Eye For Film >> Movies >> A Soap (2006) Film Review
Reviewed by: Susanna Krawczyk
To describe something as a “soap opera” is to say it is unrealistic, flamboyant, melodramatic and escapist; something that revels in its lack of reality and high drama quotient. Such are the soaps that transsexual Veronica (David Dencik) enjoys between servicing clients and looking after her dog, Miss Daisy. Into her life waltzes Charlotte (Trine Dyrholm) looking for an escape from boredom and sameness which are all she is finding in her life with her boyfriend of four years, Kristian (Frank Thiel).
Charlotte is something unusual in film: a female protagonist who is rude, abrupt, slightly crude, possessed of a tendency to say precisely the wrong thing in any given situation and unapologetic about it. When this type of character does appear she is often vilified, but not so here. We are meant to like Charlotte, and to feel for her in her quest to find something more from life. Her exploits are framed as chapters of episodes of what is apparently a soap, complete with dramatically-voiced recaps and speculation at the end of each one, spoken by a man with a fast-paced “movie-announcer” voice. Despite this, the story of Charlotte and her relationships with Veronica, Kristian and the one-night-stands she brings back to her flat is not particularly soapy. Rather it is often embarrassing, a little bit gritty, a little bit silly, a little bit scary and generally very much like real life.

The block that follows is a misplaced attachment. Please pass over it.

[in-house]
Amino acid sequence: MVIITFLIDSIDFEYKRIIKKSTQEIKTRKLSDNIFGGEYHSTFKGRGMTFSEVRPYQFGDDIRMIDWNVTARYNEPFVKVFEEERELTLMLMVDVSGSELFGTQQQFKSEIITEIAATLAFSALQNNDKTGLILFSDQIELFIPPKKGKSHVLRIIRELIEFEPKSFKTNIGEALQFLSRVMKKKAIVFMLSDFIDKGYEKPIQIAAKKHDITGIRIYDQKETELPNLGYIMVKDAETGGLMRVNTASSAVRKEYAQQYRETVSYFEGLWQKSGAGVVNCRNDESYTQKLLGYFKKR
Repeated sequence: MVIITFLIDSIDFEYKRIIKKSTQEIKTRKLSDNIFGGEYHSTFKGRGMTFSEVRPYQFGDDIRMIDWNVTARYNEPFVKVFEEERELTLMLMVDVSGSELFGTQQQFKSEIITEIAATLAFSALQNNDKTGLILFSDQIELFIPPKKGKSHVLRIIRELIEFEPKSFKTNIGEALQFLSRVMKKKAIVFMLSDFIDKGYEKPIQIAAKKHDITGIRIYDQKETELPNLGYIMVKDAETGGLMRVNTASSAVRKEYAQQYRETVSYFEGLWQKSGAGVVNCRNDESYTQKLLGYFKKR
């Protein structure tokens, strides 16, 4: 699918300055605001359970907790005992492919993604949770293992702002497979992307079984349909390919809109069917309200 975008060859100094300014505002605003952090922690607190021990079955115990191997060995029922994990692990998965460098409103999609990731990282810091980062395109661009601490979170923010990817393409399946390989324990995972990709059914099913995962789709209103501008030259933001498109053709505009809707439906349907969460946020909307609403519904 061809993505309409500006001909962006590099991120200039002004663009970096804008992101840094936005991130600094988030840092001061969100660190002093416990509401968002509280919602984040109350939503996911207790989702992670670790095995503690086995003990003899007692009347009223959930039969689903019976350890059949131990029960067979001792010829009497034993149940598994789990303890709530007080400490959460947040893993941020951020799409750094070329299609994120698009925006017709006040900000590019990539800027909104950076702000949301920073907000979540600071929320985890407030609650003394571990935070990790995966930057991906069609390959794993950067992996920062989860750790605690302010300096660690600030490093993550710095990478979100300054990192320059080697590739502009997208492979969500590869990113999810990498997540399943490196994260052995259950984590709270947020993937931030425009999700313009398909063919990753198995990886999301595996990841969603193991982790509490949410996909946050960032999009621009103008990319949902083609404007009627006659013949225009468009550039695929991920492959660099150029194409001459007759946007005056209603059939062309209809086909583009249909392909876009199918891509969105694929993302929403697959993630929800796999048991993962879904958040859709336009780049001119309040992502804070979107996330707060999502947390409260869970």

There is a menacing undercurrent to the film, and it is the menace that is part of the lives of many women – in this case those who have left their partners to strike out alone and those who were born male but now wish to identify as female – who are living lives not subject to the conventions that society lays down for women. When Kristian turns up drunk on Charlotte’s doorstep, it is easy to predict what will happen. His tearful pleas afterwards that he only did it because he “wants her back” are all the more pitiful and frightening because so many men somehow believe that violence towards their partners is a sign of devotion.
Veronica experiences violence of an emotional kind. Her mother refuses to call her anything but “Ulrik” and we learn through their conversations that her father refuses to acknowledge her existence. She waits in daily hope of a letter confirming her date of operation, and even when this begins to complicate matters, this film does not rely on easy answers or quick fixes. The ambiguous but satisfying ending, in which nothing is resolved, amply shows this, because if your aim is to escape from boredom then quite frankly resolutions are your enemy.Reviewed on: 26 Feb 2007